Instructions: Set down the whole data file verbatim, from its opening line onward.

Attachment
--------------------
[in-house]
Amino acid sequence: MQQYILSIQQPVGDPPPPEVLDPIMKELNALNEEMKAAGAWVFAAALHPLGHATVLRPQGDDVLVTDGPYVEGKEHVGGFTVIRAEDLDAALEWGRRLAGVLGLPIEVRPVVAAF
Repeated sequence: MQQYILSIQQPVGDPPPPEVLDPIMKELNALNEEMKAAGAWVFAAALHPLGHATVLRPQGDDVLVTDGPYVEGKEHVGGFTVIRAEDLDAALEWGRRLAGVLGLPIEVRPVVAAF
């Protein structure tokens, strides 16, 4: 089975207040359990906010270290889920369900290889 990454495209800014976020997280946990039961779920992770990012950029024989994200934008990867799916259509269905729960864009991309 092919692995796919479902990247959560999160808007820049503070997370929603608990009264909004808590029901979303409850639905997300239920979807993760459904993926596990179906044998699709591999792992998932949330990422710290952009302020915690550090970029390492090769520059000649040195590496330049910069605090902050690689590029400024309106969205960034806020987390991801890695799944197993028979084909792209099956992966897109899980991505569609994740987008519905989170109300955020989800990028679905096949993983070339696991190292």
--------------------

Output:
[in-house]
Amino acid sequence: MQQYILSIQQPVGDPPPPEVLDPIMKELNALNEEMKAAGAWVFAAALHPLGHATVLRPQGDDVLVTDGPYVEGKEHVGGFTVIRAEDLDAALEWGRRLAGVLGLPIEVRPVVAAF
Repeated sequence: MQQYILSIQQPVGDPPPPEVLDPIMKELNALNEEMKAAGAWVFAAALHPLGHATVLRPQGDDVLVTDGPYVEGKEHVGGFTVIRAEDLDAALEWGRRLAGVLGLPIEVRPVVAAF
């Protein structure tokens, strides 16, 4: 089975207040359990906010270290889920369900290889 990454495209800014976020997280946990039961779920992770990012950029024989994200934008990867799916259509269905729960864009991309 092919692995796919479902990247959560999160808007820049503070997370929603608990009264909004808590029901979303409850639905997300239920979807993760459904993926596990179906044998699709591999792992998932949330990422710290952009302020915690550090970029390492090769520059000649040195590496330049910069605090902050690689590029400024309106969205960034806020987390991801890695799944197993028979084909792209099956992966897109899980991505569609994740987008519905989170109300955020989800990028679905096949993983070339696991190292």